The perception of ‘rainy Manchester’ goes against weather statistics, which show Manchester having below the UK average rainfall. In fact, just this January, the Met Office showed that far from being the UK’s rainiest city, our city is one of the driest.
Incidentally, if you’re ever lost in the city and need directions, don’t ask anyone with an umbrella (or the orange girls with Primark bags – they’re Scousers). Seek out those resembling a drowned rat. Proper Manc! They’ll know their way around.
It has long been a standing joke that it always rains in Manchester.
If you Google rainy city you will see that only one link on the first page (for Seattle) troubles Manchester’s supremacy as the rainy city. Yet Manchester in meteorological statistical terms is far from that – it averages about 810mm of rain per year and only rains 140.4 days of the year.
Compare these figures with the likes of Cardiff averaging 146.0 the UK averaging 154.4 and Cherrapunji, India averaging 170.4 days of rainfall per year and you will see that Manchester’s reputation as the rainy city is surely a cultural myth. It’s always been below the UK average.
So where does this myth come from? Whilst rummaging through old weather magazines as part of our research we came across an article printed in Weather in 1947 titled, ‘The Manchester Myth.” In this article the author attempts to trace the myth to its source. The earliest reference to Manchester’s pluvial excess found is this 1898 article by, the then Director of the Meteorological Office, Robert H.Scott. Astoundingly in this 19th century article Scott is trying to disprove “absurd statements” that in Manchester hardly a day passes without rain. Rather interestingly Scott refers to a European treatise of 1881 which states that since Manchester’s industrialisation the number of rainy days has increased considerably. In debating the article a commentator states that in Manchester:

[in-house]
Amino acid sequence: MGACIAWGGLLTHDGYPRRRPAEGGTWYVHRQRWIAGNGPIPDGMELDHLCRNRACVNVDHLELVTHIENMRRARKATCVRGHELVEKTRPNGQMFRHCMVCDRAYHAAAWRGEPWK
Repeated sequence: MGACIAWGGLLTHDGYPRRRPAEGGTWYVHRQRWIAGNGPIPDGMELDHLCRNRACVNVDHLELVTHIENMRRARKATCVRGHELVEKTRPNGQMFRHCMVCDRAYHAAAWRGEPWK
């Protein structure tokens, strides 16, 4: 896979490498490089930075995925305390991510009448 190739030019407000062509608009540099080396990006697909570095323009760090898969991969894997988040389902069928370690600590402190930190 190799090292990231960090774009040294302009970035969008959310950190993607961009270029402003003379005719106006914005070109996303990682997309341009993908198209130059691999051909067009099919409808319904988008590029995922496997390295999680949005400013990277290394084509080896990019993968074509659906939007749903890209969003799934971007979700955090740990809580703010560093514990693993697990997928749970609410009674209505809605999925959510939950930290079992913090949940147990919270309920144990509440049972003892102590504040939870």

The sun is almost always obscured by smoke haze, and the smoke particles fall back to earth laden with moisture that has condensed on them, thus making the air always feel damp, the streets always grimy, and giving all the sensations of a wet day.
As yet I’ve been unable to trace the original 1881 reference, but it seems more than feasible that perhaps, just perhaps, Manchester’s national (and now international) reputation as the Rainy City grew early in the mists of the industrial revolution when thick, damp-laden smogs lay over its mills and residents for the majority of the year.
Whilst this might get us closer to establishing why the myth arose it doesn’t help us in understanding why it still persists today. We like to believe its because the answer to the 1947 article’s question:
Do Mancunians encourage the fiction that their city suffers from a peculiarly wet climate?
Is an astounding, 100%, yes!
Research by Alex Hall.
Photo credit: Mark Waugh